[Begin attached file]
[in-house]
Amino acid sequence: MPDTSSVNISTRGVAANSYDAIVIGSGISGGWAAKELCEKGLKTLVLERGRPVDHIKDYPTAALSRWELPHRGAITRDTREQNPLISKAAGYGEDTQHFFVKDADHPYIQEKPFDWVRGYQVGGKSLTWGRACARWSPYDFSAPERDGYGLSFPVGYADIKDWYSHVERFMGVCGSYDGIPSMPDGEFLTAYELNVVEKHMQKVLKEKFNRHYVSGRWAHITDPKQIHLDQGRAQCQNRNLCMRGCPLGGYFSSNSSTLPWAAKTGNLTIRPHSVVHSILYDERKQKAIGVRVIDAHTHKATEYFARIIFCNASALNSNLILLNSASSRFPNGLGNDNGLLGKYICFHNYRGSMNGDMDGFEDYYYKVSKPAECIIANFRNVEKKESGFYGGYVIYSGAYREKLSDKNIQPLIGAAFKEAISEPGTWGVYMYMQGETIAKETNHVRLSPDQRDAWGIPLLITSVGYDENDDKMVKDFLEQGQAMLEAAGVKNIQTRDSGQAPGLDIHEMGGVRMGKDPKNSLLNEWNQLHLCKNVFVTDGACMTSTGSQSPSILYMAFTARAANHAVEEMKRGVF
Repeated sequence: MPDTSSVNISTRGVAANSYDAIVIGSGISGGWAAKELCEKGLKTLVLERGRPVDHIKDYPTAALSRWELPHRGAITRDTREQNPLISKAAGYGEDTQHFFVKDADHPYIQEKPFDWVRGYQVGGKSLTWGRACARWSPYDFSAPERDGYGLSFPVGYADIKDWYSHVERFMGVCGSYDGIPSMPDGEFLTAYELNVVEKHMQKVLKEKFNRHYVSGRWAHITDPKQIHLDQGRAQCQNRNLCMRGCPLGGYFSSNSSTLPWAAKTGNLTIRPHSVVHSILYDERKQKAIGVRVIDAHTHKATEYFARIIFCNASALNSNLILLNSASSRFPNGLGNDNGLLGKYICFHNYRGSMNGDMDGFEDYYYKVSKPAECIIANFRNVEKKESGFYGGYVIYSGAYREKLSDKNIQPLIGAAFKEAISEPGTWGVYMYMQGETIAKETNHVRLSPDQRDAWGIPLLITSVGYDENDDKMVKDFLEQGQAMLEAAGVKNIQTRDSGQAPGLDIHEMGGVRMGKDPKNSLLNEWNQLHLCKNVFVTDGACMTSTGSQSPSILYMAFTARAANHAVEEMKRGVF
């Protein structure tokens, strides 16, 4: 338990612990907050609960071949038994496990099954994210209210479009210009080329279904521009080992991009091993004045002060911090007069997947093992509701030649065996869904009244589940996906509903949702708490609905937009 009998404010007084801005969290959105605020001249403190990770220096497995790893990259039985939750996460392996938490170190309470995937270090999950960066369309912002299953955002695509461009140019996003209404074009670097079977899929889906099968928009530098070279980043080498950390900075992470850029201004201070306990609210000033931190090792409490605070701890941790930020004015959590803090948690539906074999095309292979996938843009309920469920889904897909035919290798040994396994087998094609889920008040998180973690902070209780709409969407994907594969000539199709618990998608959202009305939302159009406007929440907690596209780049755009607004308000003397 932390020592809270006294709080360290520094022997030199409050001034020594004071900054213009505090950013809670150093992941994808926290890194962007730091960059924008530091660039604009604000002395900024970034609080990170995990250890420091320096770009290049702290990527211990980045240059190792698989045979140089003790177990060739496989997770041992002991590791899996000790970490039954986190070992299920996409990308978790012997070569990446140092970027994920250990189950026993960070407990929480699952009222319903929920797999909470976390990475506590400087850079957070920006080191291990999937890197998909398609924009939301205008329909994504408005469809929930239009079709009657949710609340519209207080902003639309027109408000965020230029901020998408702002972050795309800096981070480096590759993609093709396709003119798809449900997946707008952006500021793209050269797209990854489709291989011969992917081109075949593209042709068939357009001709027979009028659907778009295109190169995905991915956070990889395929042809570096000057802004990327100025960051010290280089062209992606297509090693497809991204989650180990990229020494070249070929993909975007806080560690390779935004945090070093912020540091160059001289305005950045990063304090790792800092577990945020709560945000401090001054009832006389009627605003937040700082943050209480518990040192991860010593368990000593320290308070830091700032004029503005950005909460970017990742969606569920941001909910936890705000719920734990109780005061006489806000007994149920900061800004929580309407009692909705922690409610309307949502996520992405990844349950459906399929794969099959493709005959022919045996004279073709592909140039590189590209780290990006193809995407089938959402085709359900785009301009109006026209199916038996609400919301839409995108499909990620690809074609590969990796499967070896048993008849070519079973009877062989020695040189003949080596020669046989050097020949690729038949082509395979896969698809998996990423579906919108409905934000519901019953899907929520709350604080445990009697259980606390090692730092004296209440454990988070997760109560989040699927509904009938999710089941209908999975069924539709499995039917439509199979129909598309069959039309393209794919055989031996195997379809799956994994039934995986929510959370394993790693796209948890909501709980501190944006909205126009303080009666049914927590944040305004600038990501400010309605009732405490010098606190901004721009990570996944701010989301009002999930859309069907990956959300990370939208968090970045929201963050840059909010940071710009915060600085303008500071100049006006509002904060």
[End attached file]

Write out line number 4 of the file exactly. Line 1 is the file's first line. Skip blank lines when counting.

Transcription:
């Protein structure tokens, strides 16, 4: 338990612990907050609960071949038994496990099954994210209210479009210009080329279904521009080992991009091993004045002060911090007069997947093992509701030649065996869904009244589940996906509903949702708490609905937009 009998404010007084801005969290959105605020001249403190990770220096497995790893990259039985939750996460392996938490170190309470995937270090999950960066369309912002299953955002695509461009140019996003209404074009670097079977899929889906099968928009530098070279980043080498950390900075992470850029201004201070306990609210000033931190090792409490605070701890941790930020004015959590803090948690539906074999095309292979996938843009309920469920889904897909035919290798040994396994087998094609889920008040998180973690902070209780709409969407994907594969000539199709618990998608959202009305939302159009406007929440907690596209780049755009607004308000003397 932390020592809270006294709080360290520094022997030199409050001034020594004071900054213009505090950013809670150093992941994808926290890194962007730091960059924008530091660039604009604000002395900024970034609080990170995990250890420091320096770009290049702290990527211990980045240059190792698989045979140089003790177990060739496989997770041992002991590791899996000790970490039954986190070992299920996409990308978790012997070569990446140092970027994920250990189950026993960070407990929480699952009222319903929920797999909470976390990475506590400087850079957070920006080191291990999937890197998909398609924009939301205008329909994504408005469809929930239009079709009657949710609340519209207080902003639309027109408000965020230029901020998408702002972050795309800096981070480096590759993609093709396709003119798809449900997946707008952006500021793209050269797209990854489709291989011969992917081109075949593209042709068939357009001709027979009028659907778009295109190169995905991915956070990889395929042809570096000057802004990327100025960051010290280089062209992606297509090693497809991204989650180990990229020494070249070929993909975007806080560690390779935004945090070093912020540091160059001289305005950045990063304090790792800092577990945020709560945000401090001054009832006389009627605003937040700082943050209480518990040192991860010593368990000593320290308070830091700032004029503005950005909460970017990742969606569920941001909910936890705000719920734990109780005061006489806000007994149920900061800004929580309407009692909705922690409610309307949502996520992405990844349950459906399929794969099959493709005959022919045996004279073709592909140039590189590209780290990006193809995407089938959402085709359900785009301009109006026209199916038996609400919301839409995108499909990620690809074609590969990796499967070896048993008849070519079973009877062989020695040189003949080596020669046989050097020949690729038949082509395979896969698809998996990423579906919108409905934000519901019953899907929520709350604080445990009697259980606390090692730092004296209440454990988070997760109560989040699927509904009938999710089941209908999975069924539709499995039917439509199979129909598309069959039309393209794919055989031996195997379809799956994994039934995986929510959370394993790693796209948890909501709980501190944006909205126009303080009666049914927590944040305004600038990501400010309605009732405490010098606190901004721009990570996944701010989301009002999930859309069907990956959300990370939208968090970045929201963050840059909010940071710009915060600085303008500071100049006006509002904060």